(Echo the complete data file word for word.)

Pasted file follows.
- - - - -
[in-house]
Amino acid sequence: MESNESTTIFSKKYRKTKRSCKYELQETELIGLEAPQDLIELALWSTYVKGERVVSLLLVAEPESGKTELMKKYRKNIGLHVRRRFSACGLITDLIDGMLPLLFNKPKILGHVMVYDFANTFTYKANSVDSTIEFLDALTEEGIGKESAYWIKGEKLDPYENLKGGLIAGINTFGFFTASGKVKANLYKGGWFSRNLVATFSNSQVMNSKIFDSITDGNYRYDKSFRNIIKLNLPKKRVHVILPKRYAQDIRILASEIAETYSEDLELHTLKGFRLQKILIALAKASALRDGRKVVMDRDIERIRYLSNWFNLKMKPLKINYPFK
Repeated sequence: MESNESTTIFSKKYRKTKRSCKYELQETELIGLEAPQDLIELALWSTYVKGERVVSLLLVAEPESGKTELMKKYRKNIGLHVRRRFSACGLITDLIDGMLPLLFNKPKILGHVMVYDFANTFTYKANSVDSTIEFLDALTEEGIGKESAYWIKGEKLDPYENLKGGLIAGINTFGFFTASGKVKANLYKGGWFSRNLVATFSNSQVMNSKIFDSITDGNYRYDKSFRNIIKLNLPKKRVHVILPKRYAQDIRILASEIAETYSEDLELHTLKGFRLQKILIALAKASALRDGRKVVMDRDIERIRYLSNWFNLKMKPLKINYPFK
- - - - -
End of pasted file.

[in-house]
Amino acid sequence: MESNESTTIFSKKYRKTKRSCKYELQETELIGLEAPQDLIELALWSTYVKGERVVSLLLVAEPESGKTELMKKYRKNIGLHVRRRFSACGLITDLIDGMLPLLFNKPKILGHVMVYDFANTFTYKANSVDSTIEFLDALTEEGIGKESAYWIKGEKLDPYENLKGGLIAGINTFGFFTASGKVKANLYKGGWFSRNLVATFSNSQVMNSKIFDSITDGNYRYDKSFRNIIKLNLPKKRVHVILPKRYAQDIRILASEIAETYSEDLELHTLKGFRLQKILIALAKASALRDGRKVVMDRDIERIRYLSNWFNLKMKPLKINYPFK
Repeated sequence: MESNESTTIFSKKYRKTKRSCKYELQETELIGLEAPQDLIELALWSTYVKGERVVSLLLVAEPESGKTELMKKYRKNIGLHVRRRFSACGLITDLIDGMLPLLFNKPKILGHVMVYDFANTFTYKANSVDSTIEFLDALTEEGIGKESAYWIKGEKLDPYENLKGGLIAGINTFGFFTASGKVKANLYKGGWFSRNLVATFSNSQVMNSKIFDSITDGNYRYDKSFRNIIKLNLPKKRVHVILPKRYAQDIRILASEIAETYSEDLELHTLKGFRLQKILIALAKASALRDGRKVVMDRDIERIRYLSNWFNLKMKPLKINYPFK